Shop Talk

Michael Essek: Common Mistakes That Peg You as an Amateur T-shirt Designer


Here at Redbubble, we read Michael Essek’s Print-on-Demand tips regularly, so we’re delighted to be featuring some of his advice here today. If you like what you see, he has even more insights on his website. You can check them out at www.michaelessek.com


After doing a live design critique session in my private Facebook group, where members submit t-shirt designs for me to review after which I review them and suggest ways to improve in the future, I noticed several different issues, so I thought I’d share them with you all today.

Mistake #1: Inconsistent Style

This is when the various graphic elements of a design don’t ‘match’. For example – one part of the design looks hand-drawn and sketch-like, and another part looks like vector clip art that has been ‘dropped’ on top. This often happens because the designer has combined artwork from different sources, or has tried to add additional details on top – but hasn’t done a good job of getting the styles to look consistent. The result is amateur-looking artwork. :(

This can damage your potential sales, because it’s visually confusing for the viewer – and confused customers don’t buy!

The solution: Draw all your various elements in one sitting, within the same software, with the same settings. Don’t drop in elements from other pieces of art, unless absolutely necessary. And if you need to do some edits to your art at a later date, then try to match the style of illustration as closely as possible, so that it all looks like a single coherent image when finished.

In short – just ask yourself – ‘does this t-shirt design look like it was designed in one ‘sitting’ – by one person?’ If not, you may have a problem.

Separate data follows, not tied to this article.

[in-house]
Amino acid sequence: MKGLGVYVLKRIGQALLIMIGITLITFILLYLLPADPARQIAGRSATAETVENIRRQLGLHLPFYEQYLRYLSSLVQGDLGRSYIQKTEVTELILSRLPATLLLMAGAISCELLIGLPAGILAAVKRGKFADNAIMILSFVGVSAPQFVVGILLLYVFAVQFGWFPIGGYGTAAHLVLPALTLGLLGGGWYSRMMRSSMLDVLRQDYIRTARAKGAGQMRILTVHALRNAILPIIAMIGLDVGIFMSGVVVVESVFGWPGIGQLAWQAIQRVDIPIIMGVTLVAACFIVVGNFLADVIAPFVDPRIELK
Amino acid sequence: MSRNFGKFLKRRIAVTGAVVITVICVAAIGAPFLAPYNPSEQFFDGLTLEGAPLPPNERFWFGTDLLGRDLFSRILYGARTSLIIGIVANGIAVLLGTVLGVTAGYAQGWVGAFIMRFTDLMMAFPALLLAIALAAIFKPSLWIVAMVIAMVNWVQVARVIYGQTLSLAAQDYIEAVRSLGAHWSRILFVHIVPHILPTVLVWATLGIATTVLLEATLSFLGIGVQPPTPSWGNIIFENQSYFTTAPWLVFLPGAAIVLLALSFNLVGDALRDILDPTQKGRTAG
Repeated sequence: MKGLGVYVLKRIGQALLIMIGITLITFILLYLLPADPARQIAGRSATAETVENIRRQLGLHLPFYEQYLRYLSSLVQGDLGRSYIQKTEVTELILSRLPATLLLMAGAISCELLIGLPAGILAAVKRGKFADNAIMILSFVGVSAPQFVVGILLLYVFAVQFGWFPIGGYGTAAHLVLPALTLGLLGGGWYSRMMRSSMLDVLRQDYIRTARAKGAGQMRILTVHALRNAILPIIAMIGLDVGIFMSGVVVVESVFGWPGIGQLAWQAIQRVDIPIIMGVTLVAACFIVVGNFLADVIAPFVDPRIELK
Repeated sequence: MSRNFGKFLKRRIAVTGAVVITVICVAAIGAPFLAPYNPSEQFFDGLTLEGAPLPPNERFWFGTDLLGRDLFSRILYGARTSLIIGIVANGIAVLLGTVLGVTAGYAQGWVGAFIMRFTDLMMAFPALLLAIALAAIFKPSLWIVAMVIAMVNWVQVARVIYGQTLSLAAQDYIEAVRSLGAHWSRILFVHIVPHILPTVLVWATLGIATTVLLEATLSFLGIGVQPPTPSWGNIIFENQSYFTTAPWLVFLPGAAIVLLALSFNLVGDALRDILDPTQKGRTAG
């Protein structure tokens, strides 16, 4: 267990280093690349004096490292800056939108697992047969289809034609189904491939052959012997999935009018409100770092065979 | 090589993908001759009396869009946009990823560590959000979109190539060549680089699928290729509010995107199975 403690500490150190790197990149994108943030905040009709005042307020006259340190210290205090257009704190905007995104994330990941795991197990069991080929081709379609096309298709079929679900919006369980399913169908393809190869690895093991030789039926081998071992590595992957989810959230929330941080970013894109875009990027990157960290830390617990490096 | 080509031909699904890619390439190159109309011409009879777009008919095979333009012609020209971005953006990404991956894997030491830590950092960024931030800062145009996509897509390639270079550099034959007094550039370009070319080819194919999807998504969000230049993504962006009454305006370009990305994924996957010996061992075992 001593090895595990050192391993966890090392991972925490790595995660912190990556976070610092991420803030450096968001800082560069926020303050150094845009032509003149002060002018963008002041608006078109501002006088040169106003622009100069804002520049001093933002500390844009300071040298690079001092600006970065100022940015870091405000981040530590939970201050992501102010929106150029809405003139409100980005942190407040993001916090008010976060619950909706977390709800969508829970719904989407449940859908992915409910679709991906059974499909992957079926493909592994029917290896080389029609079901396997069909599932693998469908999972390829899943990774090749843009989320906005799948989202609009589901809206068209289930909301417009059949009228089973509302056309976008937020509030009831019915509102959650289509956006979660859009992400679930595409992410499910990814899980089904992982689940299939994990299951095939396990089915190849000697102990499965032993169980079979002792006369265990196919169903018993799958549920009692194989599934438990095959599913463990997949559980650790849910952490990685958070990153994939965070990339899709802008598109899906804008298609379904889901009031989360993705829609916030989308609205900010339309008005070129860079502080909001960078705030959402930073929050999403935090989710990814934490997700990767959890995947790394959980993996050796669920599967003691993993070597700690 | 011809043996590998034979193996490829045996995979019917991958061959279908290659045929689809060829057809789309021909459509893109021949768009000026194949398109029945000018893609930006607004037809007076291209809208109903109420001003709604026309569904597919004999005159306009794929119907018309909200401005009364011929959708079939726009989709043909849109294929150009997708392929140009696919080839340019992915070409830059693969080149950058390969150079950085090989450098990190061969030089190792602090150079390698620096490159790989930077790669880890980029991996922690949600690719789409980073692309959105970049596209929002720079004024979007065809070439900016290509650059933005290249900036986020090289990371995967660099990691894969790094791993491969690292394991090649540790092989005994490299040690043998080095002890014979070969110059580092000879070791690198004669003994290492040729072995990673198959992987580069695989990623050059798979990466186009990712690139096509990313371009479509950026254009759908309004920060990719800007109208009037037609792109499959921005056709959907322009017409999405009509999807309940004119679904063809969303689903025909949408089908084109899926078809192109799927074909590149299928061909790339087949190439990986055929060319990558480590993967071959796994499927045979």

Mistake #2: It Isn’t Obvious Enough

Is the meaning or joke behind the design immediately recognisable by a viewer? You may think so, but often we’re too close to the art to take an objective view. The easiest way to check this is to ask a friend, family member or colleague. I don’t even give my wife a warning or any context – I just hold up my laptop and wait for a reaction. I can tell within seconds if she ‘gets’ my latest design or not.

(Of course sometimes you may need to ask the right person. I wouldn’t show some internet pop culture-based design to my grandma and expect her to ‘get it’. But if it’s a joke about coffee, or pizza, or something more generic like that, then I probably would expect a smirk or something).

Also: with a design that contains text and graphics, your text may be easily read and understood – but not necessarily the graphics. In this case you need to ask others if the graphics are clear and obvious (ask them to describe what they see). If not – you may need to revisit your artwork.

Mistake #3: Not Pushing Your Concepts

If you’re looking to make sales through organic search, your design must reach out and grab the viewer. That means your underlying concept must be new, unique and strong.

For example – you might have a nice phrase, a funny saying – something very witty and clever. And that may be enough. But when the competition hots up, you’ll need to do better than relying solely on your copy or text.

For example: do your graphic elements sufficiently support the text? Would your design make any kind of sense if you removed the text entirely? If not, it may be a sign that you could do better.

You may be able to ‘push’ the concept behind your graphic further, to create something with more ‘punch’ – something that carries more meaning and weight and better attracts and holds the attention of the viewer.

Don’t settle! Push those concepts as much as you can, until the pips squeak.

Until next time,
Michael Essek


Thanks for reading and of course, a big thank you to Michael Essek for sharing his helpful tips with us. We hope this blog has inspired you to create more. If you’re ready to go, upload now.


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